Otis King laughed. "Doctor," he said easily, "that shot misses the
target. There isn't one of us trusts any of the other three. You couldn't
get us into a combine."

"You must know each other," the doctor observed.

Fred Waring jumped angrily to his feet. "Look here, Doctor----"

Lady growled deep in her throat, and Waring slumped into a chair and
watched the dog.

"Then," Dr. Stone said slowly, "if all of you are not concerned, one
man's hand is stained with blood."

Freeman still continued to run his hand soundlessly across the keys.
Lawton gave the doctor a quick, sidelong glance, and stared down at the
floor.

"Which one?" King asked coolly; and now, for the first time Joe noticed
that he alone, of the four in the room, was fully dressed.

Dr. Stone's hand touched the dog's head. "I may tell you--later. First, I
should like to know how all of you happened to arrive here yesterday. Did
the old man invite you?"

"No," Otis King drawled; "but I rather fancy he expected us. Did you know
he was writing a book? It was to be one of those brutally frank
things--fire the gun and let the shots hit whom they may. Anthony dropped
each of us a letter. We were to be in the book. So, knowing Anthony, we
all raced for the Grand Central and met on the same train."

"And killed him," Dr. Stone said.

"Some one did," King admitted blandly. "And I'm not denying that any of
the four of us had reason to do the job."

Fred Waring spoke bitterly. "You always did talk too much, Otis." He
lapsed into silence, and presently spoke to the doctor. "If you knew
Anthony Fitch--"

"Perhaps I do," the doctor said mildly. "For several years he was mixed
up in shady transactions, but managed to stay just inside the law.
Slippery, and clever, and unscrupulous."

"That was Anthony on the outside," Waring said passionately. "Inside he
was vindictive, and cold, and merciless. Those claw-like hands of his
were the talons of a hawk. He took a pleasure in refined torture. Years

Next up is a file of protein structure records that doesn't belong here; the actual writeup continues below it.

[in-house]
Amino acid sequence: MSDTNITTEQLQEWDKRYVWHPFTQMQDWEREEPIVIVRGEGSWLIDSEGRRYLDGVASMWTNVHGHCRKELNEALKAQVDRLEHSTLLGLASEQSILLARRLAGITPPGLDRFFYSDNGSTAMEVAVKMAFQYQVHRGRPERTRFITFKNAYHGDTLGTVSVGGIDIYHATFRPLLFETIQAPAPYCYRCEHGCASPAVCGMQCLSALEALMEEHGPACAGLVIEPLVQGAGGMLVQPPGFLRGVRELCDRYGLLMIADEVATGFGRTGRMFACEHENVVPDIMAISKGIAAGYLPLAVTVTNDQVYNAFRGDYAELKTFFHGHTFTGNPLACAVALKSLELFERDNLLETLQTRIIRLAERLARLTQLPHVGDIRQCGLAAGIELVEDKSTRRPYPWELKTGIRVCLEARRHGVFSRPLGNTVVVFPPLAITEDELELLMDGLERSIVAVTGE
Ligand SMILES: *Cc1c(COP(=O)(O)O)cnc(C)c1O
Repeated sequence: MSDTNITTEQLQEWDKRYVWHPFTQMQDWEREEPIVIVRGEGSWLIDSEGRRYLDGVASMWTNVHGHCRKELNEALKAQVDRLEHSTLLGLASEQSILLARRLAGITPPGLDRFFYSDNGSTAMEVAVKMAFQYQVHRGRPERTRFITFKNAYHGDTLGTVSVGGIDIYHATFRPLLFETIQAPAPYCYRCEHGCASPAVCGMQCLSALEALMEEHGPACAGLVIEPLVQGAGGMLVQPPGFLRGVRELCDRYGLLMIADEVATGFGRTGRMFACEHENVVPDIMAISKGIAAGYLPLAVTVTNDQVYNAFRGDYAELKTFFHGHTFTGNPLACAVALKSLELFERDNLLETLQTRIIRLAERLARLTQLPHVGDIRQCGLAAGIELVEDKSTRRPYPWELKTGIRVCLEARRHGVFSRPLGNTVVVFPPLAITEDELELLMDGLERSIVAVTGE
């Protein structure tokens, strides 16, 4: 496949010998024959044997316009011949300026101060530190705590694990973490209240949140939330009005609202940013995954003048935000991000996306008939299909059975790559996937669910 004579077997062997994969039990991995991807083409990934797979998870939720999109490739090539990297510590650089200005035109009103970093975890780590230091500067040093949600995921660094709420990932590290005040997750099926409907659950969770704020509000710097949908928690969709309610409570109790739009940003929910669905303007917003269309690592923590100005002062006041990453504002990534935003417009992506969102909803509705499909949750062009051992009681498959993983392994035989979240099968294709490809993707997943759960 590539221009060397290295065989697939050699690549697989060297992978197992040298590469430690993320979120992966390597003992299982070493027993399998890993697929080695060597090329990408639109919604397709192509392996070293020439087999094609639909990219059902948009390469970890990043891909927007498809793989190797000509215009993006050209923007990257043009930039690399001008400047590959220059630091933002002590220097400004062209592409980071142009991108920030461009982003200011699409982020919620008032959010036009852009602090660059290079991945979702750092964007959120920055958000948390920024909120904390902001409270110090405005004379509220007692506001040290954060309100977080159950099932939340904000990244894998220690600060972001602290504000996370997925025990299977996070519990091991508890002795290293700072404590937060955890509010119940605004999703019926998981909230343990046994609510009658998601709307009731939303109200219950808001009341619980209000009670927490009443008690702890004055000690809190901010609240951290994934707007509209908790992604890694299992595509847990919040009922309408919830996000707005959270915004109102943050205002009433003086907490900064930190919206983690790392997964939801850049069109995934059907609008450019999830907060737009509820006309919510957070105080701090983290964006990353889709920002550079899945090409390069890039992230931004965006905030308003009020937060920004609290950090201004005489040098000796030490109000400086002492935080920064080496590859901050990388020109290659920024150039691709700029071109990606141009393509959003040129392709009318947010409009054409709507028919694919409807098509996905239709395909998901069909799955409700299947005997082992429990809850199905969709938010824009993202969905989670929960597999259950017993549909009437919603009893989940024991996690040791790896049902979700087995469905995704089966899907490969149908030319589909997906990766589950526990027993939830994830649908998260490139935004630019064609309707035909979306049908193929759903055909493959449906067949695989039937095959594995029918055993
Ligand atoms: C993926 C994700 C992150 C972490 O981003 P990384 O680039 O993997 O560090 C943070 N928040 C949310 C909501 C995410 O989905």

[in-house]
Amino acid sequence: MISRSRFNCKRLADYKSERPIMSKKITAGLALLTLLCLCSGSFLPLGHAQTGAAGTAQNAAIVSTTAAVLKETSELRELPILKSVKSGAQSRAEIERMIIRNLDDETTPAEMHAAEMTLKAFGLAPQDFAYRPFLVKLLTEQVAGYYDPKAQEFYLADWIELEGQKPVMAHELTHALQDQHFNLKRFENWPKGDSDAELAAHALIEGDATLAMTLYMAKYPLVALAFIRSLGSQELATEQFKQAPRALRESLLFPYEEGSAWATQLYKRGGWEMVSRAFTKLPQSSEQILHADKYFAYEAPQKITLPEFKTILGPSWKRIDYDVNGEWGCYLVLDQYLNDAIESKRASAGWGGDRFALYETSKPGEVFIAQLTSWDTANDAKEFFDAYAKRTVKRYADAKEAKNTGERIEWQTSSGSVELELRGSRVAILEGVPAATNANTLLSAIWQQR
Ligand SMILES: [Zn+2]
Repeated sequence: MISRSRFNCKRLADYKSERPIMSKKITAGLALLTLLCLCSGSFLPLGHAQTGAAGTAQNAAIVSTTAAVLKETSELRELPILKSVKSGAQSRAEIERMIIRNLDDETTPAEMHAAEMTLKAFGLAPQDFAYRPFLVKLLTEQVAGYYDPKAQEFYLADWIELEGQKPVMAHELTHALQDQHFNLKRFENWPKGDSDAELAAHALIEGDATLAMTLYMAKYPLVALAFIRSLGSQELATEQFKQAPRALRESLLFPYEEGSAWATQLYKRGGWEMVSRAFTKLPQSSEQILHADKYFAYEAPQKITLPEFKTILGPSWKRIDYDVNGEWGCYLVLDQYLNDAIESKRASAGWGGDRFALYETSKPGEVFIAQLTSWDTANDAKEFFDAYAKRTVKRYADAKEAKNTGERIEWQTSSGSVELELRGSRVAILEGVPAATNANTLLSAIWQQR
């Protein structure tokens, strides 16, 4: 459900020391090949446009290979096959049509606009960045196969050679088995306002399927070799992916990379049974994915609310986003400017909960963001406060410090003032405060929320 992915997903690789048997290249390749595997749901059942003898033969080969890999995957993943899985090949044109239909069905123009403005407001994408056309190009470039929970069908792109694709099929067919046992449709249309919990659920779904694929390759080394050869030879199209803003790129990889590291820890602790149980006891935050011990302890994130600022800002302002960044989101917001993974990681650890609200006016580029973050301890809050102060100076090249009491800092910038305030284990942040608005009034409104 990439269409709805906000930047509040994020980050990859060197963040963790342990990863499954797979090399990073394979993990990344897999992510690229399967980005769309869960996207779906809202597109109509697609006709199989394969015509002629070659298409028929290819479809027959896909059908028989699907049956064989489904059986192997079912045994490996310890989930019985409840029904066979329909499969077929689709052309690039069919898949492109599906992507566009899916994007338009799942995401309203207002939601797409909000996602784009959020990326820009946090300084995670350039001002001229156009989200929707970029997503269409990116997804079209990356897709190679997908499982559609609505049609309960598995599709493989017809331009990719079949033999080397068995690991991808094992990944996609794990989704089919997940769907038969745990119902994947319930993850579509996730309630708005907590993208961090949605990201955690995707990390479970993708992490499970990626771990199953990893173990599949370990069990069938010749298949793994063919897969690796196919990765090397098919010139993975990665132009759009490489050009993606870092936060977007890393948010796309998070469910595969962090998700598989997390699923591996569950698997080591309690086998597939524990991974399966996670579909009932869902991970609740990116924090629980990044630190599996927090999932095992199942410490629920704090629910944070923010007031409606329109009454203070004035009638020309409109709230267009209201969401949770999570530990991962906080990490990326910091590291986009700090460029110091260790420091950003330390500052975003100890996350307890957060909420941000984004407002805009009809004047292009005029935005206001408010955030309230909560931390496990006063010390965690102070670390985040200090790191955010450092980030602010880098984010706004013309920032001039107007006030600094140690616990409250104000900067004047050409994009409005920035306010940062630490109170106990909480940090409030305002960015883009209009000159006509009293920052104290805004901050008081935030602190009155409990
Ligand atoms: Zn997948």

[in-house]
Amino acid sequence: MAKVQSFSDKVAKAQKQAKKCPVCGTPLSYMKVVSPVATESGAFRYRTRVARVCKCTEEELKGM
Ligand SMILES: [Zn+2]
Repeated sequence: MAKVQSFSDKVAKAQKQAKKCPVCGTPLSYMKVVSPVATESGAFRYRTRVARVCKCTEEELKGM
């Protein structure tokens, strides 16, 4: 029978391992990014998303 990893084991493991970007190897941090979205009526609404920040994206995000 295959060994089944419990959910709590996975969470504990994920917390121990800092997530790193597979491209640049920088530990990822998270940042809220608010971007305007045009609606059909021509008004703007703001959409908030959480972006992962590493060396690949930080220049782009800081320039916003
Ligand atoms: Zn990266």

ago we were all tied up with him, and--"

"You don't have to go into that," Ted Lawton cried warningly.

"I'm not going to. Anyway, we broke away, and one of his schemes failed.
He told us then that some day he'd pay the score. Lately he set out to
write a book. It was to be called 'Confessions of a Rascal.'"

"I see." The doctor's face was expressionless. "Naturally, you gentlemen
objected to being included in the book."

Waring ripped out an oath. "He had gone back fifteen years to rake open
old sores. God, man, do you know what that meant? We thought we had lived
down those old mistakes. We had established ourselves. I am cashier at a
manufacturing plant. King is manager of a branch brokerage house. Lawton
is in business for himself. Ran Freeman is engaged to marry Lilly
Panner----"

Dr. Stone sat up straight. "The Calico Heiress?"

Freeman's fingers still played imaginary music. "Exactly, Doctor," he
said quietly. "The newspapers have made the family fairly well known.
Fine old traditions--that sort of thing. Let this book of Anthony's
appear and my marriage to Miss Panner would be overboard."

"And with it the Panner fortune," the doctor observed dryly.

"That, too," Ran Freeman admitted without emotion.

The pipe had gone out. The blind man ran the bowl absently along one
sleeve. Dishes clattered in the kitchen.

"It seems," the doctor said, "you've given yourself sufficient motive for
murder, Freeman."

"We all have sufficient motive," Freeman said frankly. "How long could
Waring remain a cashier if his past were dug out? How long would King be
manager of a brokerage house? How long would Lawton have enough credit
left to stay on in his business?"

The room fell into silence, and Joe felt sweat on the palms of his hands.
These men discussed murder as other men might have talked of the loss of